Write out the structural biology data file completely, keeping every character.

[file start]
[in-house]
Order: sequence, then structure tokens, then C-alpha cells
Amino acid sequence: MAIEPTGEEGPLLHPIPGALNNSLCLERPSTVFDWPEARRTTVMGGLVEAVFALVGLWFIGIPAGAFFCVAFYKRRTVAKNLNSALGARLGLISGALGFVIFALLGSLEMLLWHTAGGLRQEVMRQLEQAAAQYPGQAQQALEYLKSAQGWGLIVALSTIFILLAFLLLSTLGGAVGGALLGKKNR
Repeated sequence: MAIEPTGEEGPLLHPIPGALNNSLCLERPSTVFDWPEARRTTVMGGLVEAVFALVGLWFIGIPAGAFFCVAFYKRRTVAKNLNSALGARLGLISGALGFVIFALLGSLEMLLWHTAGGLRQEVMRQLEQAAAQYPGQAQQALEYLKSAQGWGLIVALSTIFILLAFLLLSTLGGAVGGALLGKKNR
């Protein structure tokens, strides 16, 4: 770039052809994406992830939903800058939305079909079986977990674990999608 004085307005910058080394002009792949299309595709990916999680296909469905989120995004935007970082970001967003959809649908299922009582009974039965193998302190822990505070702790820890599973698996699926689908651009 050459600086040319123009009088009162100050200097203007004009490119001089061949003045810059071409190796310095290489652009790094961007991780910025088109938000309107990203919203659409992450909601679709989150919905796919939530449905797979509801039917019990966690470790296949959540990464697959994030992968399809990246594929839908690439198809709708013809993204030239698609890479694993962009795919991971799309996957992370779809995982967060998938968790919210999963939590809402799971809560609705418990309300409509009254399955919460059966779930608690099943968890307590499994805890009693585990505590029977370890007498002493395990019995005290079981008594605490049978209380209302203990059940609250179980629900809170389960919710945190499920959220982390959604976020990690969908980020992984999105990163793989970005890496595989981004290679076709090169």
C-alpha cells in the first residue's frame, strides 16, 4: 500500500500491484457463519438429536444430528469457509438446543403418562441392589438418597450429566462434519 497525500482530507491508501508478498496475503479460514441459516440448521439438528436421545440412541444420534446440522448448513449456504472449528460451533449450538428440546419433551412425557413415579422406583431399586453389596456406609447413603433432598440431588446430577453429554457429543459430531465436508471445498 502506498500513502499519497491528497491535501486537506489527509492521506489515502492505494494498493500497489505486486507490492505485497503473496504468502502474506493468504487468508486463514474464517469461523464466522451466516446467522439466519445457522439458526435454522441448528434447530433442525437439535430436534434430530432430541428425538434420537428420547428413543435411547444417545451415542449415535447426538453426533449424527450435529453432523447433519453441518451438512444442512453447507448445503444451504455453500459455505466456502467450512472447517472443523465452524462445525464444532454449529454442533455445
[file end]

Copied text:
[in-house]
Order: sequence, then structure tokens, then C-alpha cells
Amino acid sequence: MAIEPTGEEGPLLHPIPGALNNSLCLERPSTVFDWPEARRTTVMGGLVEAVFALVGLWFIGIPAGAFFCVAFYKRRTVAKNLNSALGARLGLISGALGFVIFALLGSLEMLLWHTAGGLRQEVMRQLEQAAAQYPGQAQQALEYLKSAQGWGLIVALSTIFILLAFLLLSTLGGAVGGALLGKKNR
Repeated sequence: MAIEPTGEEGPLLHPIPGALNNSLCLERPSTVFDWPEARRTTVMGGLVEAVFALVGLWFIGIPAGAFFCVAFYKRRTVAKNLNSALGARLGLISGALGFVIFALLGSLEMLLWHTAGGLRQEVMRQLEQAAAQYPGQAQQALEYLKSAQGWGLIVALSTIFILLAFLLLSTLGGAVGGALLGKKNR
């Protein structure tokens, strides 16, 4: 770039052809994406992830939903800058939305079909079986977990674990999608 004085307005910058080394002009792949299309595709990916999680296909469905989120995004935007970082970001967003959809649908299922009582009974039965193998302190822990505070702790820890599973698996699926689908651009 050459600086040319123009009088009162100050200097203007004009490119001089061949003045810059071409190796310095290489652009790094961007991780910025088109938000309107990203919203659409992450909601679709989150919905796919939530449905797979509801039917019990966690470790296949959540990464697959994030992968399809990246594929839908690439198809709708013809993204030239698609890479694993962009795919991971799309996957992370779809995982967060998938968790919210999963939590809402799971809560609705418990309300409509009254399955919460059966779930608690099943968890307590499994805890009693585990505590029977370890007498002493395990019995005290079981008594605490049978209380209302203990059940609250179980629900809170389960919710945190499920959220982390959604976020990690969908980020992984999105990163793989970005890496595989981004290679076709090169």
C-alpha cells in the first residue's frame, strides 16, 4: 500500500500491484457463519438429536444430528469457509438446543403418562441392589438418597450429566462434519 497525500482530507491508501508478498496475503479460514441459516440448521439438528436421545440412541444420534446440522448448513449456504472449528460451533449450538428440546419433551412425557413415579422406583431399586453389596456406609447413603433432598440431588446430577453429554457429543459430531465436508471445498 502506498500513502499519497491528497491535501486537506489527509492521506489515502492505494494498493500497489505486486507490492505485497503473496504468502502474506493468504487468508486463514474464517469461523464466522451466516446467522439466519445457522439458526435454522441448528434447530433442525437439535430436534434430530432430541428425538434420537428420547428413543435411547444417545451415542449415535447426538453426533449424527450435529453432523447433519453441518451438512444442512453447507448445503444451504455453500459455505466456502467450512472447517472443523465452524462445525464444532454449529454442533455445